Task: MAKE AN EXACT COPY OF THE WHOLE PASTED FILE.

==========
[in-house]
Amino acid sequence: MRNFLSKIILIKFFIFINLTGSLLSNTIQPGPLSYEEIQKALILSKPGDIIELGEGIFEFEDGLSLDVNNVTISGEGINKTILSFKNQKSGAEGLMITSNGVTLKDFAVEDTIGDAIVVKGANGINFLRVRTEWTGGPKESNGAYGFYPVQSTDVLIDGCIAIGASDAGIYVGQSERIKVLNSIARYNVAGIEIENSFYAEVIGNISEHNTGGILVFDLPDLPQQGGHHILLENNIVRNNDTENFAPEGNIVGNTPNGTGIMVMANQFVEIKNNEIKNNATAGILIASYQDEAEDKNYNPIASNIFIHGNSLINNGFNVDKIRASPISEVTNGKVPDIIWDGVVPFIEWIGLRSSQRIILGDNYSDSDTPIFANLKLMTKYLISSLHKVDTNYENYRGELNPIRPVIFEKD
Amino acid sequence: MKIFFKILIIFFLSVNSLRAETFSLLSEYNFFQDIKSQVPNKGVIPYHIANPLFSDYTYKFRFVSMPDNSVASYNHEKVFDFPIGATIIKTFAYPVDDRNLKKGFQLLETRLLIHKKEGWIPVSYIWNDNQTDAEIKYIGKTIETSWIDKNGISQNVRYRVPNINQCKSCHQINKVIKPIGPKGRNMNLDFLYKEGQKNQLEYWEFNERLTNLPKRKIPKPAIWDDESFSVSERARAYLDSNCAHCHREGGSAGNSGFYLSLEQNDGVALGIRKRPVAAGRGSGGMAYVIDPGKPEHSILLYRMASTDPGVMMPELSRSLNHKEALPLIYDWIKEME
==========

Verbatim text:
[in-house]
Amino acid sequence: MRNFLSKIILIKFFIFINLTGSLLSNTIQPGPLSYEEIQKALILSKPGDIIELGEGIFEFEDGLSLDVNNVTISGEGINKTILSFKNQKSGAEGLMITSNGVTLKDFAVEDTIGDAIVVKGANGINFLRVRTEWTGGPKESNGAYGFYPVQSTDVLIDGCIAIGASDAGIYVGQSERIKVLNSIARYNVAGIEIENSFYAEVIGNISEHNTGGILVFDLPDLPQQGGHHILLENNIVRNNDTENFAPEGNIVGNTPNGTGIMVMANQFVEIKNNEIKNNATAGILIASYQDEAEDKNYNPIASNIFIHGNSLINNGFNVDKIRASPISEVTNGKVPDIIWDGVVPFIEWIGLRSSQRIILGDNYSDSDTPIFANLKLMTKYLISSLHKVDTNYENYRGELNPIRPVIFEKD
Amino acid sequence: MKIFFKILIIFFLSVNSLRAETFSLLSEYNFFQDIKSQVPNKGVIPYHIANPLFSDYTYKFRFVSMPDNSVASYNHEKVFDFPIGATIIKTFAYPVDDRNLKKGFQLLETRLLIHKKEGWIPVSYIWNDNQTDAEIKYIGKTIETSWIDKNGISQNVRYRVPNINQCKSCHQINKVIKPIGPKGRNMNLDFLYKEGQKNQLEYWEFNERLTNLPKRKIPKPAIWDDESFSVSERARAYLDSNCAHCHREGGSAGNSGFYLSLEQNDGVALGIRKRPVAAGRGSGGMAYVIDPGKPEHSILLYRMASTDPGVMMPELSRSLNHKEALPLIYDWIKEME